Where's Daisy? $10K reward for blind goat stolen from central Alberta sanctuary
The baby goat is missing her eyes and part of tongue
Update: Daisy has been found safe.
A central Alberta farm-animal rescue operation is offering a $10,000 reward for the safe return of a blind baby goat.
Daisy was stolen from the Farm Animal Rescue and Rehoming Movement (FARRM) animal sanctuary on Sunday night.
"She means the world to us. We've worked really hard to give her the life we wanted to give her," said Melissa Foley, the agency's founder.
"As far as we're concerned, there is monetary value on her life."
Foley returned home Sunday evening after running some errands in nearby Wetaskiwin when she realized her beloved pet was missing.
"From the moment we pulled up to the gate, we knew something was wrong," she recalled through tears.
Daisy always welcomes Foley and her husband home with some excited bleating, but the property was "dead silent."
They frantically searched the farm, but Daisy was nowhere to be found. A neighbour told them he had heard their dogs howling, and a car pull into their driveway about an hour before.
"You would think that having a fully-fenced property and keeping it gated and closed would keep everybody safe, but in this case it hasn't, so that's really hard to come to terms with," Foley said.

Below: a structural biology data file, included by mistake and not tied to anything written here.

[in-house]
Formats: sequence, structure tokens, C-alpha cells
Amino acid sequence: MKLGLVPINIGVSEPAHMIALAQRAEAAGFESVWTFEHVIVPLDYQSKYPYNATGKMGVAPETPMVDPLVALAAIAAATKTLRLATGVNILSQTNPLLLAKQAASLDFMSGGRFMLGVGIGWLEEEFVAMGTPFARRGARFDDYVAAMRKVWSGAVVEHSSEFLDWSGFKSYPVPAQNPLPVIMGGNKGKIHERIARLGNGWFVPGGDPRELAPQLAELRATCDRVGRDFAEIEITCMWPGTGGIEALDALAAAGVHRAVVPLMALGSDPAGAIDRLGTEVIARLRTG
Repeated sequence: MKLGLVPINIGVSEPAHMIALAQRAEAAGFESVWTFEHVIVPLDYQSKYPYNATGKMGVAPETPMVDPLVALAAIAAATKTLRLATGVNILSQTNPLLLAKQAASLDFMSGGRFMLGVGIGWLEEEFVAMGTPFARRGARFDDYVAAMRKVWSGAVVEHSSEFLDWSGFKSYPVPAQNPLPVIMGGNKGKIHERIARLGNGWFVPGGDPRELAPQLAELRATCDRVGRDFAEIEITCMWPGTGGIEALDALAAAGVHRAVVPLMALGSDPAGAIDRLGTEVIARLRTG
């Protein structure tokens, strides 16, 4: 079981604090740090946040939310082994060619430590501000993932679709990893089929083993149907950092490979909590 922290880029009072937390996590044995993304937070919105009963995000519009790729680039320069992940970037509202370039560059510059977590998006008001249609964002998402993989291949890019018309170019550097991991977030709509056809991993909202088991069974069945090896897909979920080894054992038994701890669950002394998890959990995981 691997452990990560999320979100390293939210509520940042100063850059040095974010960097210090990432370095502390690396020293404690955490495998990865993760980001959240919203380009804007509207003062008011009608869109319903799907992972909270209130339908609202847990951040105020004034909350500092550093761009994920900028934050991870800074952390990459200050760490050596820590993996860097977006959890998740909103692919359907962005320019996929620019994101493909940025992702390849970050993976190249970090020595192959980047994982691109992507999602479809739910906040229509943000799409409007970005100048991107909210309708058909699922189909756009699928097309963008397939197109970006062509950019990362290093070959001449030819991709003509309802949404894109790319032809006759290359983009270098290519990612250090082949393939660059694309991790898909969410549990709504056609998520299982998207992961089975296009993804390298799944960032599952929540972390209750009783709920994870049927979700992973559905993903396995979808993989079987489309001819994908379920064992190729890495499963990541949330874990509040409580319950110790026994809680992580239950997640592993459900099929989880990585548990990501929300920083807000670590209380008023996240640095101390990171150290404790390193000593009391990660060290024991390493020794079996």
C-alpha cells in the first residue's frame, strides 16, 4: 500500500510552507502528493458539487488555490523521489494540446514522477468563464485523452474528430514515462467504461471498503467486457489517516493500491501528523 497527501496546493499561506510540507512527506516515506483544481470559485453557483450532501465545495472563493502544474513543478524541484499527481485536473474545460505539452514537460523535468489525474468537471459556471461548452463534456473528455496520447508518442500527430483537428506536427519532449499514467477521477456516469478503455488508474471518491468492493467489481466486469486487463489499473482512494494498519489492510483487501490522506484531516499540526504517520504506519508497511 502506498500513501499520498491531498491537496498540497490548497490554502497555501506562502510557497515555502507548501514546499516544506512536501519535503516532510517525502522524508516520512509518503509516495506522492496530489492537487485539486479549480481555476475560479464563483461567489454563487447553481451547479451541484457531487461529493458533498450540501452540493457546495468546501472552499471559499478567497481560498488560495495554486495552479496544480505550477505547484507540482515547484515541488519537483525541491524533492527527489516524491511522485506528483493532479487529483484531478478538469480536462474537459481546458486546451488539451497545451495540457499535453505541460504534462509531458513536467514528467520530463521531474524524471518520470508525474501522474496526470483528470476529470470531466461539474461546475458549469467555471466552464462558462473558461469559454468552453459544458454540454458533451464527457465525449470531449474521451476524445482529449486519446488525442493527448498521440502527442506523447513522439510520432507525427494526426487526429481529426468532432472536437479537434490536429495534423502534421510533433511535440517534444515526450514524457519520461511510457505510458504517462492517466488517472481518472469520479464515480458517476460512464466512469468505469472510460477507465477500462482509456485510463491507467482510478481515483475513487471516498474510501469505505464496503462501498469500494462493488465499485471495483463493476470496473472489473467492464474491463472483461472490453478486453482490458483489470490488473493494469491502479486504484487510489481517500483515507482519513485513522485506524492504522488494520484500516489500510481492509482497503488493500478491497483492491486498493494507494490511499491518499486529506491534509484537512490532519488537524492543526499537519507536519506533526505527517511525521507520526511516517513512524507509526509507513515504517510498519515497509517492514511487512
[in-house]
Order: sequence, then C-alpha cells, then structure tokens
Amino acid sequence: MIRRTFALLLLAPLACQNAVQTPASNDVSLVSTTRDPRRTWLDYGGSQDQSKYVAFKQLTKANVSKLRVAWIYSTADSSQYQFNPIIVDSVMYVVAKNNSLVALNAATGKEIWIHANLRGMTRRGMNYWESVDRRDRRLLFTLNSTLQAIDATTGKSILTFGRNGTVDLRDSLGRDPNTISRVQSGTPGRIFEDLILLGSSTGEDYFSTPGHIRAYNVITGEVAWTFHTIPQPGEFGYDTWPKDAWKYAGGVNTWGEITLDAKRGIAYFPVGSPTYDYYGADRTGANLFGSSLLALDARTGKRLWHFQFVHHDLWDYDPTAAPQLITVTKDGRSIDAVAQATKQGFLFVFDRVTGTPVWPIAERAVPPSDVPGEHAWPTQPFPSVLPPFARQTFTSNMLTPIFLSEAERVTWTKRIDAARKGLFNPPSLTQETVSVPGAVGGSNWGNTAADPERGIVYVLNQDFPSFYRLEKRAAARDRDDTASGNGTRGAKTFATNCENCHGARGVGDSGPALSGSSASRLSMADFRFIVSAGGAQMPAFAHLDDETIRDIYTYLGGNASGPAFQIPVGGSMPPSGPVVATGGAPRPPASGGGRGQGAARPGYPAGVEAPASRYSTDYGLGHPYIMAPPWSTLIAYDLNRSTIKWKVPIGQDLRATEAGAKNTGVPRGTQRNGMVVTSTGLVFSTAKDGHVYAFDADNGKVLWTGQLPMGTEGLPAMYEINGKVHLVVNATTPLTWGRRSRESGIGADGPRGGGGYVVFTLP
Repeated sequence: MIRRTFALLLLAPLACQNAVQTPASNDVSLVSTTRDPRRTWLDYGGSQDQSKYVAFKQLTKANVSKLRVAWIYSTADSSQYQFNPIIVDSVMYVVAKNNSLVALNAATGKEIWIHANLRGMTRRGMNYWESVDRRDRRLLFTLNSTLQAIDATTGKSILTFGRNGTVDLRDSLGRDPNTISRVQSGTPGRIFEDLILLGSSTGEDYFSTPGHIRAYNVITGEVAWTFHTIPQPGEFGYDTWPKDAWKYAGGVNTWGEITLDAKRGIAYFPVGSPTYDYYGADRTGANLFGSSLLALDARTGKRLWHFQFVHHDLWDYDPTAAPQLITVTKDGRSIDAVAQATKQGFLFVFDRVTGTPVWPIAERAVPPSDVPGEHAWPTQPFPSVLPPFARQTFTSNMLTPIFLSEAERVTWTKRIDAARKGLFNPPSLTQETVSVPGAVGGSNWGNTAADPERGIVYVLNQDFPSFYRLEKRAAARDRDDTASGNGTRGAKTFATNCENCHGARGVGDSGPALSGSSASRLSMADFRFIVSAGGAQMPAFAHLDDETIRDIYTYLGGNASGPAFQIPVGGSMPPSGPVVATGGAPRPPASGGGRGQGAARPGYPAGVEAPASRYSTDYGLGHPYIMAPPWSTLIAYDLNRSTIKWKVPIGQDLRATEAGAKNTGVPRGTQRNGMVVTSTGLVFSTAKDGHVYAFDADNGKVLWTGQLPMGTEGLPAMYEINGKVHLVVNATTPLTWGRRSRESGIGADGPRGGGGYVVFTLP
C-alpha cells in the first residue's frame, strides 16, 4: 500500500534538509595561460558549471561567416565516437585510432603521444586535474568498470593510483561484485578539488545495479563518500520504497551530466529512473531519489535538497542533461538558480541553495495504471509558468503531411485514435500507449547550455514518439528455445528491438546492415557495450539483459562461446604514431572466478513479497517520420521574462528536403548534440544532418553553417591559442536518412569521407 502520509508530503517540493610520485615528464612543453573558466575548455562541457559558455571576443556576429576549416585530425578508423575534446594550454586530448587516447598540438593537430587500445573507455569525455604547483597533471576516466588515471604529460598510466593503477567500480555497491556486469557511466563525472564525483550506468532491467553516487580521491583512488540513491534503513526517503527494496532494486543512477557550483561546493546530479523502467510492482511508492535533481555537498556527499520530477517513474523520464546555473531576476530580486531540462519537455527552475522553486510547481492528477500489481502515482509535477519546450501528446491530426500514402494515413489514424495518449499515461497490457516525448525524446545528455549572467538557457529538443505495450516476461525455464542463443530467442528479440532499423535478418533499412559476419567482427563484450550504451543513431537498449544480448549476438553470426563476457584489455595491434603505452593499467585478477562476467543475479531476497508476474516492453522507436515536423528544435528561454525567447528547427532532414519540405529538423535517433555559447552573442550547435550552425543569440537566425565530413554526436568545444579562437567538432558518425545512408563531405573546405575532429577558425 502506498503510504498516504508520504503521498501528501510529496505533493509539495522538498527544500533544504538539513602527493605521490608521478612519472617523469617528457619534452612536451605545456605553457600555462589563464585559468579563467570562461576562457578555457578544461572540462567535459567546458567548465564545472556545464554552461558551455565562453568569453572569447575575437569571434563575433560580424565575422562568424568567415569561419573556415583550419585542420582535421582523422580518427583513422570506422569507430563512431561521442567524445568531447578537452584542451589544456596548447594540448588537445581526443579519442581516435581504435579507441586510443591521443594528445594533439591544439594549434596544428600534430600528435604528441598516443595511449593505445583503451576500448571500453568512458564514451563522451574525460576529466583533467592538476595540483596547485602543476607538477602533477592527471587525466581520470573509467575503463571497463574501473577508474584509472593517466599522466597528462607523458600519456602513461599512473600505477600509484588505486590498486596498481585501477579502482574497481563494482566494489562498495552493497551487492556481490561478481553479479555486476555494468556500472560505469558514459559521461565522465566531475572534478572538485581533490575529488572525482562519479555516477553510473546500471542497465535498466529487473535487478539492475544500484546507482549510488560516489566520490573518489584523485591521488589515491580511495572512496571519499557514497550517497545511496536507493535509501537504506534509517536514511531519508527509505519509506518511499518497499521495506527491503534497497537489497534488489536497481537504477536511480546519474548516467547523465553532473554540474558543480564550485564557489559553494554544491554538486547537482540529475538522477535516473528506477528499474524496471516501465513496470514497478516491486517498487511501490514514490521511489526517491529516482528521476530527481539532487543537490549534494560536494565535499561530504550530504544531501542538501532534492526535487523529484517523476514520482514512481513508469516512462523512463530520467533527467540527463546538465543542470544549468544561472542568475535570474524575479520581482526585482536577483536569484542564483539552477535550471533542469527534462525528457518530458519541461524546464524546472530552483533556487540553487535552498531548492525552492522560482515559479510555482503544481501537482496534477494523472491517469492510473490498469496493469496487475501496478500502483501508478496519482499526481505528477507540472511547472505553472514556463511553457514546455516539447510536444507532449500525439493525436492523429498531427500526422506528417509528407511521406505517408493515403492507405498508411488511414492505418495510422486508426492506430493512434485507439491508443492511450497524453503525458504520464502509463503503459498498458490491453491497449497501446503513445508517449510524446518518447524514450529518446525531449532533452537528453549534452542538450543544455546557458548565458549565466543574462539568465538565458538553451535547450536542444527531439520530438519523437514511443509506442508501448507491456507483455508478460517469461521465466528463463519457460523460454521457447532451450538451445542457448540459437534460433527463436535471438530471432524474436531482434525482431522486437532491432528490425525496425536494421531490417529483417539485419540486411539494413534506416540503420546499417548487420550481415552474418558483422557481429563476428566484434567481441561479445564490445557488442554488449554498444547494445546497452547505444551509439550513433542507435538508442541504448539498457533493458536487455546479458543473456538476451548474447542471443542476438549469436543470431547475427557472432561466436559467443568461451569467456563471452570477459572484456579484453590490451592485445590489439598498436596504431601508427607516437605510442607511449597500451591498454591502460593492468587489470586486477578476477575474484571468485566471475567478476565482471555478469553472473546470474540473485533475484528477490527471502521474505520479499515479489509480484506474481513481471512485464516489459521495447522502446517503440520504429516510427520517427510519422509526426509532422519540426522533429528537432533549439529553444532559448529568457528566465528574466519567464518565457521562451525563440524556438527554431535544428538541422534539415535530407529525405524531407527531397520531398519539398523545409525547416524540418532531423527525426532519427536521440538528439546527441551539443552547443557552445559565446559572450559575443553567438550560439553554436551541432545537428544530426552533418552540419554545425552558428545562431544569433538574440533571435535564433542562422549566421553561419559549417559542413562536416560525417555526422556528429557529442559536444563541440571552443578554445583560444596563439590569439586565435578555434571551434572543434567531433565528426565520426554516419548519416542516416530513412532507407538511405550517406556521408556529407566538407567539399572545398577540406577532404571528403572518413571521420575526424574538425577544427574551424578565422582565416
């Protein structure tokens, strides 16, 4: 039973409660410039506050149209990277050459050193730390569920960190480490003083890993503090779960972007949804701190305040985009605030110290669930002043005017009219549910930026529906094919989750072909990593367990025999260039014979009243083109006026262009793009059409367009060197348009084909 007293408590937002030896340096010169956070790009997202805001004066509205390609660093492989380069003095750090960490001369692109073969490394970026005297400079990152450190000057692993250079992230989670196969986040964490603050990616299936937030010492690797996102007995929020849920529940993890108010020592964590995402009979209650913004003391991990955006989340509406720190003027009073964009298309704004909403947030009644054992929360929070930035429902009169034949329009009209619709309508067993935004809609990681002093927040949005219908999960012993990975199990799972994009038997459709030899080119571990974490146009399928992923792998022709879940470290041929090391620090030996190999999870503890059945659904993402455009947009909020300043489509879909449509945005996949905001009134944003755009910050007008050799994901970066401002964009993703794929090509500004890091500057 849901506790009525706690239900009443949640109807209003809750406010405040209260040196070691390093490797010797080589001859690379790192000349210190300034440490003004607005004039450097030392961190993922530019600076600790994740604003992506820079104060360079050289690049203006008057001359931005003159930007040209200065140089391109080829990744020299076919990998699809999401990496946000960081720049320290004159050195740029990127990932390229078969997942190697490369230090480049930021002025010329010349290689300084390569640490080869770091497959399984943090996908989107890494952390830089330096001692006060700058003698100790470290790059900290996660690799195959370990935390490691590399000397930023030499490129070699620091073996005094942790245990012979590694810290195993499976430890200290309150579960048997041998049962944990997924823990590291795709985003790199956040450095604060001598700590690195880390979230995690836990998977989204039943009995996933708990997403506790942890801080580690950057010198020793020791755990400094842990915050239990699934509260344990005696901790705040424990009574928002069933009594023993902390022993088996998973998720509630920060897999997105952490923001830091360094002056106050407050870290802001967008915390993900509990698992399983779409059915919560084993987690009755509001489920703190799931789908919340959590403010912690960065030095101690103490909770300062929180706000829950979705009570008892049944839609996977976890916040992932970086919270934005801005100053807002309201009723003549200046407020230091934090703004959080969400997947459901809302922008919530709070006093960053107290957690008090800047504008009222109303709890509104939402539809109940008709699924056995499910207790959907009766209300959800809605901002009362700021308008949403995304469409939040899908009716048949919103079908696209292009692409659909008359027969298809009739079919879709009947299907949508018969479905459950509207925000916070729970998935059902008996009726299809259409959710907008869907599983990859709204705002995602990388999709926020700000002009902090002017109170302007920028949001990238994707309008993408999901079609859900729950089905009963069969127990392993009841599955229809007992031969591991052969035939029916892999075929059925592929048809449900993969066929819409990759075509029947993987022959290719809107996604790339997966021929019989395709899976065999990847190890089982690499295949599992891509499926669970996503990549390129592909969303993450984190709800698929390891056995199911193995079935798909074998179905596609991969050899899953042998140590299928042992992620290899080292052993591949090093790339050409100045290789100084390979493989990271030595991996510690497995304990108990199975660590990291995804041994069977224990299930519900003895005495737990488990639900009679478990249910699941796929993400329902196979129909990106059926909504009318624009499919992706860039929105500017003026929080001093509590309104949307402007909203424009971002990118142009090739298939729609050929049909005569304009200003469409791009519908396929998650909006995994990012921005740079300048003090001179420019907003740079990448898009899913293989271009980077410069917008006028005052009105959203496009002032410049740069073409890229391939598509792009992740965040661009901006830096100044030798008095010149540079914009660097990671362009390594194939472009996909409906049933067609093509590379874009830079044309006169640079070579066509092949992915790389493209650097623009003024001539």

"We've been broken into and robbed twice in the last year so we take all the preparations for that to happen, but never once did we think that somebody would go as far stealing a living being — especially not one as special as Daisy."
Foley has also sent volunteers out to local meat processing lots and animal auctions, fearing that Daisy might be sold for slaughter.
"Unfortunately I don't know the type of person that would come onto someone's property and steal a blind baby goat, so at that point we just immediately feared the worst and [went] from there."
Daisy was brought to the rescue in spring.
A farmer from north of Edmonton brought her in after she was found nearly dead in his field, surrounded by a flock of crows.
The newborn's eyes and most of her tongue had been pecked out by the birds, and she was in horrible shape.
Foley slowly nursed her back to health, but Daisy can't eat a regular diet and requires regular medication.
Despite her special needs, she has become a beloved pet, and a living symbol of what the agency does for unwanted farm animals.
Since it was founded five years ago, FARRM has rescued more than 350 animals from the Edmonton area and across the Prairies.
"We really have a connection with her and we would like to see her come home," Foley said of Daisy.
"I don't know where she is but I can imagine she's very scared."